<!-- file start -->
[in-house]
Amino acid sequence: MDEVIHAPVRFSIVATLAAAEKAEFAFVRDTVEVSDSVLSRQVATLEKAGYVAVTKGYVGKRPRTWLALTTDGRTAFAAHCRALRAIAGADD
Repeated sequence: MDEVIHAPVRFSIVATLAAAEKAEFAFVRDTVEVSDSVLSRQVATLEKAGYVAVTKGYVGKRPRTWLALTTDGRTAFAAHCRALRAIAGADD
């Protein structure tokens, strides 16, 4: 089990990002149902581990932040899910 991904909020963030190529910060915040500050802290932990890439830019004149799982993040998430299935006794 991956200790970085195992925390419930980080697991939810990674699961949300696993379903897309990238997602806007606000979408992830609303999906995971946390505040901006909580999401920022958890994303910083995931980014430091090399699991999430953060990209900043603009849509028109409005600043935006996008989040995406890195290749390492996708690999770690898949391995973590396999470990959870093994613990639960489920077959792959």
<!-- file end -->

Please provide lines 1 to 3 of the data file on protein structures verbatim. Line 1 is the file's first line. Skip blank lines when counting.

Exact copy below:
[in-house]
Amino acid sequence: MDEVIHAPVRFSIVATLAAAEKAEFAFVRDTVEVSDSVLSRQVATLEKAGYVAVTKGYVGKRPRTWLALTTDGRTAFAAHCRALRAIAGADD
Repeated sequence: MDEVIHAPVRFSIVATLAAAEKAEFAFVRDTVEVSDSVLSRQVATLEKAGYVAVTKGYVGKRPRTWLALTTDGRTAFAAHCRALRAIAGADD